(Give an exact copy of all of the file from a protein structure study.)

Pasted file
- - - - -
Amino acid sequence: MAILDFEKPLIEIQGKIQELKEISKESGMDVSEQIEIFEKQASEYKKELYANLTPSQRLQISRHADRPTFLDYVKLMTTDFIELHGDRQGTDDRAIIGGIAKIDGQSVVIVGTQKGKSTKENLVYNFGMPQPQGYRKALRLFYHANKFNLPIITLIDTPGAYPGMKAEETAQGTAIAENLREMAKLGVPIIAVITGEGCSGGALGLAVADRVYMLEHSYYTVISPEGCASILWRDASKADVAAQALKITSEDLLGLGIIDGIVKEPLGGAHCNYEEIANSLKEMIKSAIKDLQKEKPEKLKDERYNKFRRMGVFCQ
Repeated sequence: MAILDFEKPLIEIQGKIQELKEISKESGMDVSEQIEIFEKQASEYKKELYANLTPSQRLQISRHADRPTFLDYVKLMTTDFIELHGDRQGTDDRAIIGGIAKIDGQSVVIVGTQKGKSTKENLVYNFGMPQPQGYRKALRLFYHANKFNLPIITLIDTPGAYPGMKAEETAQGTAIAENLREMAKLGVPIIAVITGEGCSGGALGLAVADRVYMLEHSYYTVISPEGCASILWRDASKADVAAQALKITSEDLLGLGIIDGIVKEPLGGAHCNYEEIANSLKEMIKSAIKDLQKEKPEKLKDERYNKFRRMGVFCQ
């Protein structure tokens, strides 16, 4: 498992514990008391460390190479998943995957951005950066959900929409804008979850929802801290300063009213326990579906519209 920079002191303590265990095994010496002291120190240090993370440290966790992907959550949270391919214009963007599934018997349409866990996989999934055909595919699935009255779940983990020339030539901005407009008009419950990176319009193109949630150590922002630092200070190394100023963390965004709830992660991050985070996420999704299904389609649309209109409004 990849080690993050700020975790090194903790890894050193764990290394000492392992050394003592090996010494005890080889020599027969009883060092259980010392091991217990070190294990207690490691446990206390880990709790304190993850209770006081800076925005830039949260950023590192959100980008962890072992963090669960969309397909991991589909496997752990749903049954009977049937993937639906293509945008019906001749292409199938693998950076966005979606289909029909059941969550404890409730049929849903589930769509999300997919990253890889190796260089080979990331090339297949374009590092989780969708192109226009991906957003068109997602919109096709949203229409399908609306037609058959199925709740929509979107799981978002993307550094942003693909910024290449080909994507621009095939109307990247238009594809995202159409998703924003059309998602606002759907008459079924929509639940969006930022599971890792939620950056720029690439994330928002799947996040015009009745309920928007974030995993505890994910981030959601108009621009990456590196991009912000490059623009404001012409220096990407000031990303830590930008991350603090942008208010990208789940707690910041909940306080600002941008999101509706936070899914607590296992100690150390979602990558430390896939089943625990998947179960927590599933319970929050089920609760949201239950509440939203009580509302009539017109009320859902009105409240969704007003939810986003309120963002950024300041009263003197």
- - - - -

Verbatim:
Amino acid sequence: MAILDFEKPLIEIQGKIQELKEISKESGMDVSEQIEIFEKQASEYKKELYANLTPSQRLQISRHADRPTFLDYVKLMTTDFIELHGDRQGTDDRAIIGGIAKIDGQSVVIVGTQKGKSTKENLVYNFGMPQPQGYRKALRLFYHANKFNLPIITLIDTPGAYPGMKAEETAQGTAIAENLREMAKLGVPIIAVITGEGCSGGALGLAVADRVYMLEHSYYTVISPEGCASILWRDASKADVAAQALKITSEDLLGLGIIDGIVKEPLGGAHCNYEEIANSLKEMIKSAIKDLQKEKPEKLKDERYNKFRRMGVFCQ
Repeated sequence: MAILDFEKPLIEIQGKIQELKEISKESGMDVSEQIEIFEKQASEYKKELYANLTPSQRLQISRHADRPTFLDYVKLMTTDFIELHGDRQGTDDRAIIGGIAKIDGQSVVIVGTQKGKSTKENLVYNFGMPQPQGYRKALRLFYHANKFNLPIITLIDTPGAYPGMKAEETAQGTAIAENLREMAKLGVPIIAVITGEGCSGGALGLAVADRVYMLEHSYYTVISPEGCASILWRDASKADVAAQALKITSEDLLGLGIIDGIVKEPLGGAHCNYEEIANSLKEMIKSAIKDLQKEKPEKLKDERYNKFRRMGVFCQ
């Protein structure tokens, strides 16, 4: 498992514990008391460390190479998943995957951005950066959900929409804008979850929802801290300063009213326990579906519209 920079002191303590265990095994010496002291120190240090993370440290966790992907959550949270391919214009963007599934018997349409866990996989999934055909595919699935009255779940983990020339030539901005407009008009419950990176319009193109949630150590922002630092200070190394100023963390965004709830992660991050985070996420999704299904389609649309209109409004 990849080690993050700020975790090194903790890894050193764990290394000492392992050394003592090996010494005890080889020599027969009883060092259980010392091991217990070190294990207690490691446990206390880990709790304190993850209770006081800076925005830039949260950023590192959100980008962890072992963090669960969309397909991991589909496997752990749903049954009977049937993937639906293509945008019906001749292409199938693998950076966005979606289909029909059941969550404890409730049929849903589930769509999300997919990253890889190796260089080979990331090339297949374009590092989780969708192109226009991906957003068109997602919109096709949203229409399908609306037609058959199925709740929509979107799981978002993307550094942003693909910024290449080909994507621009095939109307990247238009594809995202159409998703924003059309998602606002759907008459079924929509639940969006930022599971890792939620950056720029690439994330928002799947996040015009009745309920928007974030995993505890994910981030959601108009621009990456590196991009912000490059623009404001012409220096990407000031990303830590930008991350603090942008208010990208789940707690910041909940306080600002941008999101509706936070899914607590296992100690150390979602990558430390896939089943625990998947179960927590599933319970929050089920609760949201239950509440939203009580509302009539017109009320859902009105409240969704007003939810986003309120963002950024300041009263003197």